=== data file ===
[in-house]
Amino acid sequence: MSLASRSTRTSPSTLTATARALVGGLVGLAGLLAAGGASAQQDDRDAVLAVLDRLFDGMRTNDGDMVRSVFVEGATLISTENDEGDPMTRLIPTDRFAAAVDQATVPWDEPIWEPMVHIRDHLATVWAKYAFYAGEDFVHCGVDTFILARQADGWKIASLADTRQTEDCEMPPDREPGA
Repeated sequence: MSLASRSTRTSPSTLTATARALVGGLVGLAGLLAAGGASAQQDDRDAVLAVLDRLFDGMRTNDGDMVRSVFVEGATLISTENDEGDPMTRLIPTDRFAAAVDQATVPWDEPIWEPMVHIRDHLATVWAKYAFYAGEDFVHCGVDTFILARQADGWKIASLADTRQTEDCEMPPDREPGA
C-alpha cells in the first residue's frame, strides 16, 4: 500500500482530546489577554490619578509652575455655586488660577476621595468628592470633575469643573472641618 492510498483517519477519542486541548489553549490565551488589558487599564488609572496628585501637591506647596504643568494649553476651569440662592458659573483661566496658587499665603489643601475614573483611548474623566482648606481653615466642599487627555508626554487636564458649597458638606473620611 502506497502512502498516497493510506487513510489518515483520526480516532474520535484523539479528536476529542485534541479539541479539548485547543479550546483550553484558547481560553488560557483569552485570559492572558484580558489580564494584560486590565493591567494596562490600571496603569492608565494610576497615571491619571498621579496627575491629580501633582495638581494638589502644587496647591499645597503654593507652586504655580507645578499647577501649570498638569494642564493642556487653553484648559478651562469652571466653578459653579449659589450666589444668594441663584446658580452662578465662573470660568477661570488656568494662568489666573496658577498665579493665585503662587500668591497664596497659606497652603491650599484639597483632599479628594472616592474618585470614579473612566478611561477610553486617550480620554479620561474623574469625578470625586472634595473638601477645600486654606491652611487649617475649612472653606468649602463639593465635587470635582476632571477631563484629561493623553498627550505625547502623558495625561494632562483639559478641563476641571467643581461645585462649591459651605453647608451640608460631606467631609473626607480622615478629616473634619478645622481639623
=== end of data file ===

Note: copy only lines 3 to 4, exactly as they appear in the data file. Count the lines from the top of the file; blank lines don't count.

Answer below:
Repeated sequence: MSLASRSTRTSPSTLTATARALVGGLVGLAGLLAAGGASAQQDDRDAVLAVLDRLFDGMRTNDGDMVRSVFVEGATLISTENDEGDPMTRLIPTDRFAAAVDQATVPWDEPIWEPMVHIRDHLATVWAKYAFYAGEDFVHCGVDTFILARQADGWKIASLADTRQTEDCEMPPDREPGA
C-alpha cells in the first residue's frame, strides 16, 4: 500500500482530546489577554490619578509652575455655586488660577476621595468628592470633575469643573472641618 492510498483517519477519542486541548489553549490565551488589558487599564488609572496628585501637591506647596504643568494649553476651569440662592458659573483661566496658587499665603489643601475614573483611548474623566482648606481653615466642599487627555508626554487636564458649597458638606473620611 502506497502512502498516497493510506487513510489518515483520526480516532474520535484523539479528536476529542485534541479539541479539548485547543479550546483550553484558547481560553488560557483569552485570559492572558484580558489580564494584560486590565493591567494596562490600571496603569492608565494610576497615571491619571498621579496627575491629580501633582495638581494638589502644587496647591499645597503654593507652586504655580507645578499647577501649570498638569494642564493642556487653553484648559478651562469652571466653578459653579449659589450666589444668594441663584446658580452662578465662573470660568477661570488656568494662568489666573496658577498665579493665585503662587500668591497664596497659606497652603491650599484639597483632599479628594472616592474618585470614579473612566478611561477610553486617550480620554479620561474623574469625578470625586472634595473638601477645600486654606491652611487649617475649612472653606468649602463639593465635587470635582476632571477631563484629561493623553498627550505625547502623558495625561494632562483639559478641563476641571467643581461645585462649591459651605453647608451640608460631606467631609473626607480622615478629616473634619478645622481639623